Reading through the Bible, we can often find it difficult to transition from the dynamic history of Joshua to the short cycles of the Book of Judges. If we are asked to outline it, we generally do well in identifying some of the better known judges like Samson or Deborah because their accounts have illustrated many truths through years but what of Tola or Ehud, the left-handed man?
Judges can challenge us because of the number of different vignettes and Hebrew heroes that we encounter and the repeated cycles of obedience/blessing and disobedience/curse. Why can Israel not see that their preservation relies on obedience to the covenant between themselves and God? Do we have a perspective that the immediacy of history did not offer the Israelites? The inclusion of this compendium of stories in the Hebrew scriptures serves the purpose of allowing God’s people to view the stories in light of historical revelation. Perhaps there is more to be derived from this section of the scriptures than an initial reading might reveal.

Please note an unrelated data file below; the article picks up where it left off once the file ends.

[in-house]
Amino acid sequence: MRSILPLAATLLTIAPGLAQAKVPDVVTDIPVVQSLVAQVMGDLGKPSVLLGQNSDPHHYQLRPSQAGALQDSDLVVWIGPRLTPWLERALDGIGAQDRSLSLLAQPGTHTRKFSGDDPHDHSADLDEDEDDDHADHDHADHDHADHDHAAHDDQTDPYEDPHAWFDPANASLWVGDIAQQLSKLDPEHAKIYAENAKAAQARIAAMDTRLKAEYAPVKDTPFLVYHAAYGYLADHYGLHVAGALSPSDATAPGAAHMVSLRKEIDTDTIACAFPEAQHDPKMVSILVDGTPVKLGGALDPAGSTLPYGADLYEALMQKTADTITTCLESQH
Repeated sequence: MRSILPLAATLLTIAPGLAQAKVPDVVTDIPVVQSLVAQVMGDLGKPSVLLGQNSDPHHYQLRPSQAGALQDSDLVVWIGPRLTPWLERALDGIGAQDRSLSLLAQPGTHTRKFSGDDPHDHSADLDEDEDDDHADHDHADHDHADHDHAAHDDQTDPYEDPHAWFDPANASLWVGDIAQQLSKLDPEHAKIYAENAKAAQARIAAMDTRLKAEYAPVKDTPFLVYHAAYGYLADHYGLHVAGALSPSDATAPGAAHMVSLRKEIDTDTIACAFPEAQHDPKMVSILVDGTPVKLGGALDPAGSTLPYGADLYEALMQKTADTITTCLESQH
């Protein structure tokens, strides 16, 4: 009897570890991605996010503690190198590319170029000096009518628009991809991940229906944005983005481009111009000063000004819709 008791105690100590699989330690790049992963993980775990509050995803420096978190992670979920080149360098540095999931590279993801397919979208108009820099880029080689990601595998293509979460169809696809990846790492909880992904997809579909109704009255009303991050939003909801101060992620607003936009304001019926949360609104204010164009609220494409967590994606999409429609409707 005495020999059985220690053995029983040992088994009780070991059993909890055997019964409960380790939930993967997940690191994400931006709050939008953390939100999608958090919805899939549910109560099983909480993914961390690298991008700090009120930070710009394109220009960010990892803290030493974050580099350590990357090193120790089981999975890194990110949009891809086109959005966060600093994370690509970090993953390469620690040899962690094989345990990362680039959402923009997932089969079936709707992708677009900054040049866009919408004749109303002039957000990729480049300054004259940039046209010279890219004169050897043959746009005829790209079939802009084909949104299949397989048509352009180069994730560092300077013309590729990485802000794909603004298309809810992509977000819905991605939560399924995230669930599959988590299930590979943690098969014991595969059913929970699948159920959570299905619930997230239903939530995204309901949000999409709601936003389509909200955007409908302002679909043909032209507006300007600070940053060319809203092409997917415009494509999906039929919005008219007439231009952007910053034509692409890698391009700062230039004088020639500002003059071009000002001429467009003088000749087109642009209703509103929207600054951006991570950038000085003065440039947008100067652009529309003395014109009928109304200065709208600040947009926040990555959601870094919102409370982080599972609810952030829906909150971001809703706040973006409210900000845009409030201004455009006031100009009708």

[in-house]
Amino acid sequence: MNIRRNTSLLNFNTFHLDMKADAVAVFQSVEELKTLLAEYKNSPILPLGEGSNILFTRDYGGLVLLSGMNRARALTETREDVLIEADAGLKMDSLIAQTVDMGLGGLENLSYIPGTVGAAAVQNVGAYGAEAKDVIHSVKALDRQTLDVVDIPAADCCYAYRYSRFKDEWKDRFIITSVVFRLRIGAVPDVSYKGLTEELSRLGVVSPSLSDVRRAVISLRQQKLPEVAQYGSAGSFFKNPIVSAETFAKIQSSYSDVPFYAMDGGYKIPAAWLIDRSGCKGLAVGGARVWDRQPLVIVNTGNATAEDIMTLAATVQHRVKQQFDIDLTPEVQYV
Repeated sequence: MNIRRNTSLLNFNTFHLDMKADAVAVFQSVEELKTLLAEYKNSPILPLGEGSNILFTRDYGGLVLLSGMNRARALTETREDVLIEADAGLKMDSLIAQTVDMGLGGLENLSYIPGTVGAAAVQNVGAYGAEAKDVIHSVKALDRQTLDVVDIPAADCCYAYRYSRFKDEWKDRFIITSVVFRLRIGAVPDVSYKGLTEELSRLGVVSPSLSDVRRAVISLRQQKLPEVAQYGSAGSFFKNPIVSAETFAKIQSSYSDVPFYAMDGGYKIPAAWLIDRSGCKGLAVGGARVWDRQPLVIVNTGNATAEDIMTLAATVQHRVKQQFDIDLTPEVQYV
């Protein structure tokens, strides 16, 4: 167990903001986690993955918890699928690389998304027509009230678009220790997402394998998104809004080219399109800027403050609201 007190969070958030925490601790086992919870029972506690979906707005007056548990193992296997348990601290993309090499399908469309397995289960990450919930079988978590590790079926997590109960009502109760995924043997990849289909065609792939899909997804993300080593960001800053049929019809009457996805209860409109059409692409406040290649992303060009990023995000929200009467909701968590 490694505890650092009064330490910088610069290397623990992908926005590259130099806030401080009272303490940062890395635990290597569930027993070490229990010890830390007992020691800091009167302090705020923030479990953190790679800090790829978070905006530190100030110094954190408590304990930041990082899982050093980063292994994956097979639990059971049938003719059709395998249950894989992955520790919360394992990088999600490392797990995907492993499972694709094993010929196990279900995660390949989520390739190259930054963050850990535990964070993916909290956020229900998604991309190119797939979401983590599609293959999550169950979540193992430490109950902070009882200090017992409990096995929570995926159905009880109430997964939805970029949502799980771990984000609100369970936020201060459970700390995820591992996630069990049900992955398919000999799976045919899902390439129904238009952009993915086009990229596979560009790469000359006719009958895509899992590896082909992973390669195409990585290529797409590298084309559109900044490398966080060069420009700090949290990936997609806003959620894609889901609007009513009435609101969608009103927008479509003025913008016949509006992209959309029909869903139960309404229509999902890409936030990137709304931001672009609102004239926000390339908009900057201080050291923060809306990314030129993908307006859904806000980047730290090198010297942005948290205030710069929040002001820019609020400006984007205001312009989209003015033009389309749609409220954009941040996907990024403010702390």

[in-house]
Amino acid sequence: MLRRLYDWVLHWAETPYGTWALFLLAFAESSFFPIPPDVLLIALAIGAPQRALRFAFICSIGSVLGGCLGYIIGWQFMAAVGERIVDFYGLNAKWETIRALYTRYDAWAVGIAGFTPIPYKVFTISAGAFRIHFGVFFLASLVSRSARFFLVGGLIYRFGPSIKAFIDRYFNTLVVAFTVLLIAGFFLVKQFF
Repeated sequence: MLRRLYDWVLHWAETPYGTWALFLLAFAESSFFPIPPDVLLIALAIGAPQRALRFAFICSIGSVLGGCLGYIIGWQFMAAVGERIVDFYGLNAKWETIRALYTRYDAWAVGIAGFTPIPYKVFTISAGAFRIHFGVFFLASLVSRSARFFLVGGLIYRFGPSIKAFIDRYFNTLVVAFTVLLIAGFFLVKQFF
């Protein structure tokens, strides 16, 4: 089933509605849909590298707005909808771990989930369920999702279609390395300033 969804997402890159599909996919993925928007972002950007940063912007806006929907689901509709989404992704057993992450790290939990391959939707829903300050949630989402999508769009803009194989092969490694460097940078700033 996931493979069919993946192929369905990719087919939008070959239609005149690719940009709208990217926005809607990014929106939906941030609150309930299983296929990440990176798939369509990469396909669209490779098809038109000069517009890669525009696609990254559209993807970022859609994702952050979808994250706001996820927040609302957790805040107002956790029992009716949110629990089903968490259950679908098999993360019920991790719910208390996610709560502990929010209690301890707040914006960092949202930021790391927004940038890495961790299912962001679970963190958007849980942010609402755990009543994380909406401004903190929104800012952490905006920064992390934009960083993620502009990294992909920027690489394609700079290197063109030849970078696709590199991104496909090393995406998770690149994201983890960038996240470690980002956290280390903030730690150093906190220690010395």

The accounts of the Judges describe a humankind that has failed in its imagehood. They show a people who repeatedly decide that they want to be god rather than reflect Him in accordance with their calling. Because of their failure to uphold their end of the covenant, the Israelites find themselves subjects of invading forces. Before Gideon is called, the people of Yahweh had been given by their God into the hands of the invading Midianites. So deep was their fear that they sought shelter wherever they could, including burrowing into caves and mountain valleys. The invaders swept through the land destroying crops and livestock in their wake.
It may have been this reality that cause the Israelites to reconsider their status before God and to cry out to Him.